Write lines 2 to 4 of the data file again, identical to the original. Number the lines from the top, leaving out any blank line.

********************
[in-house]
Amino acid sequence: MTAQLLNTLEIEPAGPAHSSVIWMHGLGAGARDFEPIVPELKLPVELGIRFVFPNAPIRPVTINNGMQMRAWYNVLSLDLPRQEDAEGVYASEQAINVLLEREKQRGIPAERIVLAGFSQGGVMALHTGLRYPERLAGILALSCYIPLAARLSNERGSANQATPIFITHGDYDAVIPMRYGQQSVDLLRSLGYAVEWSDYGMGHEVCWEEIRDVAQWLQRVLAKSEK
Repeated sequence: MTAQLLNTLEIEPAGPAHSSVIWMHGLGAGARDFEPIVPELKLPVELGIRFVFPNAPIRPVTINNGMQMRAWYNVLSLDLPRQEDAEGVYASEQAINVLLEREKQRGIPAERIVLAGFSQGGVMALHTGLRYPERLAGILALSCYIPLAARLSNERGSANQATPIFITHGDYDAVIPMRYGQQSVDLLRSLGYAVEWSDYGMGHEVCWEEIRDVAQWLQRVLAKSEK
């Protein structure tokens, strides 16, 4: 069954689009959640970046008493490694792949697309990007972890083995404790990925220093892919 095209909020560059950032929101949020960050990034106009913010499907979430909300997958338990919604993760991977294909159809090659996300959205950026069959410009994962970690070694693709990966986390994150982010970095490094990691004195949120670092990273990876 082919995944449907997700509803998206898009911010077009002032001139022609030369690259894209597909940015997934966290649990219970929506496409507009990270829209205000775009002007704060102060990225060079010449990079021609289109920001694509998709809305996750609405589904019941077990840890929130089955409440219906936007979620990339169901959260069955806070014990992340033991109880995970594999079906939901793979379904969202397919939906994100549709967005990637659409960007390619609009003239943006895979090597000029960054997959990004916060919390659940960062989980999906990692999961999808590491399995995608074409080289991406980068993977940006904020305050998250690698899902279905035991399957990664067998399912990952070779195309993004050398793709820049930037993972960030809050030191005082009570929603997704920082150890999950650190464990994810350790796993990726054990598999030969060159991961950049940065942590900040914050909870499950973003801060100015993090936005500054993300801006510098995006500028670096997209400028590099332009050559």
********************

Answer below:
Amino acid sequence: MTAQLLNTLEIEPAGPAHSSVIWMHGLGAGARDFEPIVPELKLPVELGIRFVFPNAPIRPVTINNGMQMRAWYNVLSLDLPRQEDAEGVYASEQAINVLLEREKQRGIPAERIVLAGFSQGGVMALHTGLRYPERLAGILALSCYIPLAARLSNERGSANQATPIFITHGDYDAVIPMRYGQQSVDLLRSLGYAVEWSDYGMGHEVCWEEIRDVAQWLQRVLAKSEK
Repeated sequence: MTAQLLNTLEIEPAGPAHSSVIWMHGLGAGARDFEPIVPELKLPVELGIRFVFPNAPIRPVTINNGMQMRAWYNVLSLDLPRQEDAEGVYASEQAINVLLEREKQRGIPAERIVLAGFSQGGVMALHTGLRYPERLAGILALSCYIPLAARLSNERGSANQATPIFITHGDYDAVIPMRYGQQSVDLLRSLGYAVEWSDYGMGHEVCWEEIRDVAQWLQRVLAKSEK
């Protein structure tokens, strides 16, 4: 069954689009959640970046008493490694792949697309990007972890083995404790990925220093892919 095209909020560059950032929101949020960050990034106009913010499907979430909300997958338990919604993760991977294909159809090659996300959205950026069959410009994962970690070694693709990966986390994150982010970095490094990691004195949120670092990273990876 082919995944449907997700509803998206898009911010077009002032001139022609030369690259894209597909940015997934966290649990219970929506496409507009990270829209205000775009002007704060102060990225060079010449990079021609289109920001694509998709809305996750609405589904019941077990840890929130089955409440219906936007979620990339169901959260069955806070014990992340033991109880995970594999079906939901793979379904969202397919939906994100549709967005990637659409960007390619609009003239943006895979090597000029960054997959990004916060919390659940960062989980999906990692999961999808590491399995995608074409080289991406980068993977940006904020305050998250690698899902279905035991399957990664067998399912990952070779195309993004050398793709820049930037993972960030809050030191005082009570929603997704920082150890999950650190464990994810350790796993990726054990598999030969060159991961950049940065942590900040914050909870499950973003801060100015993090936005500054993300801006510098995006500028670096997209400028590099332009050559």